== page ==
http://www.motocapers.com/bcf/france08/France%20061sm.jpg

Heading toward Saint Etienne, Chris had a major mechanical, one rear spoke snapped and others hanging loose. With the luggage weight all centred over the back this was quite alarming. We were up in the mountains and far away from easy help, if the wheel did go terminal it would be a long walk to a bike shop – you don't get Euro breakdown for bicycles. I called my Mum asking her to get on the net and check if there was a nearby Decathlon (chain of French sports shops that stock bike bits). There was one in Saint Etienne so we pressed on carefully after re-trueing Chris's wheel as best as possible.

Arriving at the shop, despite being extremely busy, they fixed the wheel immediately and for just 8 euros. Then we had a day off to rest our aching backsides. It had taken us 7 days to get here, around 2/3 of the way down France, so looking good we decided to cross the Alps.

http://www.motocapers.com/bcf/france08/France%20071sm.jpg

The first day climbing into the Alps was absolutely brutal, physically hardest thing I've ever done. Climbing the Col de Grenoille, probably French for 'hill that kills people', you can see the view from the picture above. We had come from that flat bit in the distance, and we were only halfway up at this point. Climbed from almost sea level to 1145m with no let up, I pretty much cracked as I went over the top, limit breached. Once we were in the scenary was so stunning I didn't really care, just kept stopping every few hundred metres of climbing.

http://www.motocapers.com/bcf/france08/France%20072sm.jpg

http://www.motocapers.com/bcf/france08/France%20081sm.jpg

http://www.motocapers.com/bcf/france08/France%20077sm.jpg

http://www.motocapers.com/bcf/france08/France%20082sm.jpg

The type of riding really changes here, you spend hours crawling along uphill, then get a descent that lasts a couple minutes but sees you regularly hitting 40mph. Without panniers it would have been a lot faster, they were acting as an airbrake. Descending like this is just like riding a motorbike, having to really apex the corners, crank it over for hairpins, just without any protective gear. Wearing helmets wasn't really an option on climbs, often we were too lazy to refit them just for a couple minutes of downhill. They added drag too, I got my maximum of 41.1mph without a lid.

http://www.motocapers.com/bcf/france08/France%20088sm.jpg

http://www.motocapers.com/bcf/france08/France%20089sm.jpg

http://www.motocapers.com/bcf/france08/France%20102sm.jpg

http://www.motocapers.com/bcf/france08/France%20103sm.jpg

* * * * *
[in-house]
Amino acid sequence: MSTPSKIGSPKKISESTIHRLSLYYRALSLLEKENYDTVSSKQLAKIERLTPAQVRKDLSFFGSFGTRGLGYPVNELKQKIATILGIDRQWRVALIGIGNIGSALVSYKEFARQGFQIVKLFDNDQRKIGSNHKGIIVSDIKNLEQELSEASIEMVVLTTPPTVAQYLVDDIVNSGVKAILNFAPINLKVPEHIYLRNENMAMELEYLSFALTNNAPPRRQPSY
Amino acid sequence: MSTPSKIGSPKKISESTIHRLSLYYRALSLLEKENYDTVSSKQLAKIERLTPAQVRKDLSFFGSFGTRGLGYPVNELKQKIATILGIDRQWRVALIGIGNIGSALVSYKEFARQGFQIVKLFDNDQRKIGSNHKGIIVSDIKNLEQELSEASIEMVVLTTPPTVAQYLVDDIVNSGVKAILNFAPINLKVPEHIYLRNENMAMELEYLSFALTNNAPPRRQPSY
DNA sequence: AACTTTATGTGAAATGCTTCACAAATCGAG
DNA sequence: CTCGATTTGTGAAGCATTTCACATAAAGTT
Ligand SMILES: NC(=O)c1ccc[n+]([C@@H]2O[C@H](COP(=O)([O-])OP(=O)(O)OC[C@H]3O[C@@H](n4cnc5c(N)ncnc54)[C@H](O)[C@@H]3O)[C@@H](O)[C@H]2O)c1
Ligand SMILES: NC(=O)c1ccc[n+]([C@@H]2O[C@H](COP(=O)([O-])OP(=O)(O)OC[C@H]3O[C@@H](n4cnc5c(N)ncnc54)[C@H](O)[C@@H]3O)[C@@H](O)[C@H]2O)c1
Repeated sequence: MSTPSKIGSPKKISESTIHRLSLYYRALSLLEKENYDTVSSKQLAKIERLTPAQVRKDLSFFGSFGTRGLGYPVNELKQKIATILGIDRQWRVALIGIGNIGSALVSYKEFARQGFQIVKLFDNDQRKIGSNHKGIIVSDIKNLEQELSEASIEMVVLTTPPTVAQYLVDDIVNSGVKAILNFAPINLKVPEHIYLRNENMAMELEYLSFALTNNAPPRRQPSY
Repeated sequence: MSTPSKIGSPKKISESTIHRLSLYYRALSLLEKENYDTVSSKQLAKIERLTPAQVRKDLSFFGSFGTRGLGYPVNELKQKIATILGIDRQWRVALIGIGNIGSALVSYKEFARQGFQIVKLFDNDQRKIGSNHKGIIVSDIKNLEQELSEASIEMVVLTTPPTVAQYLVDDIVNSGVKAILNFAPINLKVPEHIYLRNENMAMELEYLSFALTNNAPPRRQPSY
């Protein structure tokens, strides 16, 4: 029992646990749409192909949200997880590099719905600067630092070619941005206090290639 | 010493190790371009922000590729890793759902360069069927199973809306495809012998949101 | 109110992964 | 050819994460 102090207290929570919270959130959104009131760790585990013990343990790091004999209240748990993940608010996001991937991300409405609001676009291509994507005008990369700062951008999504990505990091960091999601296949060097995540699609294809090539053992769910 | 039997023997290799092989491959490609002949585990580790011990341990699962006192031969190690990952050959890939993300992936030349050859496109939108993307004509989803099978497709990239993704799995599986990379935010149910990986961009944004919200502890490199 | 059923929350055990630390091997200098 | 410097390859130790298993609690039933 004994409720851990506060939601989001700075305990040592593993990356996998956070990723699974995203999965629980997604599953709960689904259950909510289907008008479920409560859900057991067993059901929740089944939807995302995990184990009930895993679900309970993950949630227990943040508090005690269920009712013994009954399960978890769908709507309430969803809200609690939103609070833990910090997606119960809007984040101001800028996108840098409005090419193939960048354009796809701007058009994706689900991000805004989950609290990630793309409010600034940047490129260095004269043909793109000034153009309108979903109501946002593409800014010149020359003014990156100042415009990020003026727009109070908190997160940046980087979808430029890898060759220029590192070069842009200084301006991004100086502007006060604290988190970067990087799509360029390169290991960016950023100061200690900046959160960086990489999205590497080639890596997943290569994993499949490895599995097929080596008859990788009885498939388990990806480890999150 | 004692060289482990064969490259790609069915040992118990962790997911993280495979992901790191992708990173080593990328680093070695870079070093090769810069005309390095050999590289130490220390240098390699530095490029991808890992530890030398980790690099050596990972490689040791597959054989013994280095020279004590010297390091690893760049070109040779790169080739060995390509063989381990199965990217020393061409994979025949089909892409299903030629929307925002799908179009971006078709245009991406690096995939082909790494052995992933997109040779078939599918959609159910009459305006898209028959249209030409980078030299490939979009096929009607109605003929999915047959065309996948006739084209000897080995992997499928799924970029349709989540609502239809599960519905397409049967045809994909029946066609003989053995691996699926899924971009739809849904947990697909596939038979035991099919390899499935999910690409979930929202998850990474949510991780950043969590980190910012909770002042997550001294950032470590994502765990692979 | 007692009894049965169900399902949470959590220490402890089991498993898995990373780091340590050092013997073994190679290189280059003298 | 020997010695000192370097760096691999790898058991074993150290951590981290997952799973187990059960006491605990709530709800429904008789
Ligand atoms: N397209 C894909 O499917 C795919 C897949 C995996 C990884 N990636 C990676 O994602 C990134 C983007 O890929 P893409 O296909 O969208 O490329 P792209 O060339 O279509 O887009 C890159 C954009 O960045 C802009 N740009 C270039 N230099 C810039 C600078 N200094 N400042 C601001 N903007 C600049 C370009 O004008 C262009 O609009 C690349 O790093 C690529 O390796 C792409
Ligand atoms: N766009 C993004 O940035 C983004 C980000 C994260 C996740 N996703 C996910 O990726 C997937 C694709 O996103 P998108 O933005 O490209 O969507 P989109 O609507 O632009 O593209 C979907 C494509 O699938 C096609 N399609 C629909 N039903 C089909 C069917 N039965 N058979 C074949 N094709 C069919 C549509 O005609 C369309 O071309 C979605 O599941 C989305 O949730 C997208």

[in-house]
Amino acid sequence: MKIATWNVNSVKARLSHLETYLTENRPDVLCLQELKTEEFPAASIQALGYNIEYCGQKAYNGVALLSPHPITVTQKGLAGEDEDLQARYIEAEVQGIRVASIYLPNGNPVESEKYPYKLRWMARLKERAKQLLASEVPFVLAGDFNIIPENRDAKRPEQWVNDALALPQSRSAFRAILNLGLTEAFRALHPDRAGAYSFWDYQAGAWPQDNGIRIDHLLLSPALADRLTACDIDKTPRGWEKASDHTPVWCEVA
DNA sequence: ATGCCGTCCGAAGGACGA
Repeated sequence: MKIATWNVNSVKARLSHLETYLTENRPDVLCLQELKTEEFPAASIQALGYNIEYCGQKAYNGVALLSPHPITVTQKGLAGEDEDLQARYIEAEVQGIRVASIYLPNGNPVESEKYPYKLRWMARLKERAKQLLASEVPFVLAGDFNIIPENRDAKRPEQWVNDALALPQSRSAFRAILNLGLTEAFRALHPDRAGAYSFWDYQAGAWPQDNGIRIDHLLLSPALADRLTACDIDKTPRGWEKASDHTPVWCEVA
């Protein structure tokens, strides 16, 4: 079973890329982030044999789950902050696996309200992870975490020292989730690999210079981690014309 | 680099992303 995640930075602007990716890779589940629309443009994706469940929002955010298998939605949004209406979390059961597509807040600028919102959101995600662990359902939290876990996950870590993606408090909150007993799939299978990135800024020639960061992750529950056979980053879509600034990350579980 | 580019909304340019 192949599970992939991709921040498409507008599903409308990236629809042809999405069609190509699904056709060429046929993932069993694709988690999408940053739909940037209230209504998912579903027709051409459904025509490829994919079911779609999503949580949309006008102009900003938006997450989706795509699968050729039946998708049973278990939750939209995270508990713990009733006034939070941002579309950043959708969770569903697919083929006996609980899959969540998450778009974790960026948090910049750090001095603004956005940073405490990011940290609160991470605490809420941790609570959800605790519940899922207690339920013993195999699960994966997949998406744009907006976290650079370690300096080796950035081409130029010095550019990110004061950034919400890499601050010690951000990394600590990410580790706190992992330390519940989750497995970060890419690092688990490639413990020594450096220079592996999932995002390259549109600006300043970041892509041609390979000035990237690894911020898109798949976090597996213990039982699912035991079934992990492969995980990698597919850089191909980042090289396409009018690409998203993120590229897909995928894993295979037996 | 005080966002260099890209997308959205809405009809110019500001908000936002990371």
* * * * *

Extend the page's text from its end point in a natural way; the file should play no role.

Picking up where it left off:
http://www.motocapers.com/bcf/france08/France%20093sm.jpg

The road in the above picture took about half an hour to ride down going flat out.

Over the next couple days we had some flatter roads in the valleys, but instead of being easy we were going into a strong head wind all the way. Got rained on for the first time too, there was a brief but spectacular thunderstorm with lightening hitting all around, sending puffs of smoke off the hills where it had touched down. It was localised so was able to out-run the rain fairly quickly, the bikes were really fast, the lesser rolling resistance on slick wet roads increases your speed by an easy 3-4mph; we were knocking on 20mph no trouble.

Could really feel our legs getting better now too. One morning a local French cyclist pulled out in front of us on a posh full carbon road bike, putting the hammer down up into the mid-twenties for a bit we easily passed and dropped him, loaded panniers n' all!

http://www.motocapers.com/bcf/france08/France%20133sm.jpg

The last big challenge was the N85, Route Napoleon. Starting the day from Digne the weather was beautiful but hot. Fairly flattish to begin with we soon started getting hit by a succession of Cols. Chris started by having a bit of an off-day, but managed to get it back together towards the end.

Had a bit of hassle from a cafe owner at lunch, who was making a scene objecting to me leaning my bike against a tree so I could see it while eating. Easy solution, leave and go to the next cafe ten minutes down the hill. The sets of downhill hairpins on the N85 were quite fun as we could easily keep up with the cars. More often they slowed us up, contemplated overtaking a few before sense got the better of me.

http://www.motocapers.com/bcf/france08/France%20141sm.jpg

After 50 miles we started looking for a hotel, but they were all either full or closed. It was getting quite frustrating as whenever one was full etc we had to ride over another mountain. Getting late but still very warm, eventually 68 miles after starting we pulled up late into St. Vallier, just North of Grasse and finally got a room.